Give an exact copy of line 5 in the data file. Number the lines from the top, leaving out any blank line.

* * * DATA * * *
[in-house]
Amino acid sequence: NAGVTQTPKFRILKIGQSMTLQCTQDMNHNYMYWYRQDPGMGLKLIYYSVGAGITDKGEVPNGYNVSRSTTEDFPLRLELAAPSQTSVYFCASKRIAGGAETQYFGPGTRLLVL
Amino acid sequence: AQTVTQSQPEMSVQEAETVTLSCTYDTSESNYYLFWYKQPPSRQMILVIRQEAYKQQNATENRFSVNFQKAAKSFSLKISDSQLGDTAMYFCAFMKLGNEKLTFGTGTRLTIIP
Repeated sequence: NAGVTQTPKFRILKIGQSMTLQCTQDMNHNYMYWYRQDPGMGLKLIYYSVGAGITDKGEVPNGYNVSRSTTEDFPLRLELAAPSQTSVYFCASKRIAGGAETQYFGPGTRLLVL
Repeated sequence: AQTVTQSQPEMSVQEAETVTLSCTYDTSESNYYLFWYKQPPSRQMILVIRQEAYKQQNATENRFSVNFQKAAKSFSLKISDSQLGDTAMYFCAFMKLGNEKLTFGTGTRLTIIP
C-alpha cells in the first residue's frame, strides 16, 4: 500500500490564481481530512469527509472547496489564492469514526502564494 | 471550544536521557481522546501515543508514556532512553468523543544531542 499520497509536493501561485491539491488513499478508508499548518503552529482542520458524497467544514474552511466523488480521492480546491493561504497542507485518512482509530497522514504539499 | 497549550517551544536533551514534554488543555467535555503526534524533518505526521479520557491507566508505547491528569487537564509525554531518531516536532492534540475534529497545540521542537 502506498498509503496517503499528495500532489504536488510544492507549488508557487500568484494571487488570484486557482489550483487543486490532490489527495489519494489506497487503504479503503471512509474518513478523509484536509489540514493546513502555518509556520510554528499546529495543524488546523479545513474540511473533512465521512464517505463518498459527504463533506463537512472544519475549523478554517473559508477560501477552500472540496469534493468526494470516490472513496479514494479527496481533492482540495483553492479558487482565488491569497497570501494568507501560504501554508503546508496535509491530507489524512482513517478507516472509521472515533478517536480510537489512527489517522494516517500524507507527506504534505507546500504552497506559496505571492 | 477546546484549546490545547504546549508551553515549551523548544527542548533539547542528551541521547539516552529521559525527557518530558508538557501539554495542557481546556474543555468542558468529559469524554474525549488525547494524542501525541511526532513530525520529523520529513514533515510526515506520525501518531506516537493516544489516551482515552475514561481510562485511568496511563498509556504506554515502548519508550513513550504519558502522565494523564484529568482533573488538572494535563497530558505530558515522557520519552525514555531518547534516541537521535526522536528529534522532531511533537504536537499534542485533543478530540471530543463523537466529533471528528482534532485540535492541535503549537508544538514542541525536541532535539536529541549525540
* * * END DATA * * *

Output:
Repeated sequence: AQTVTQSQPEMSVQEAETVTLSCTYDTSESNYYLFWYKQPPSRQMILVIRQEAYKQQNATENRFSVNFQKAAKSFSLKISDSQLGDTAMYFCAFMKLGNEKLTFGTGTRLTIIP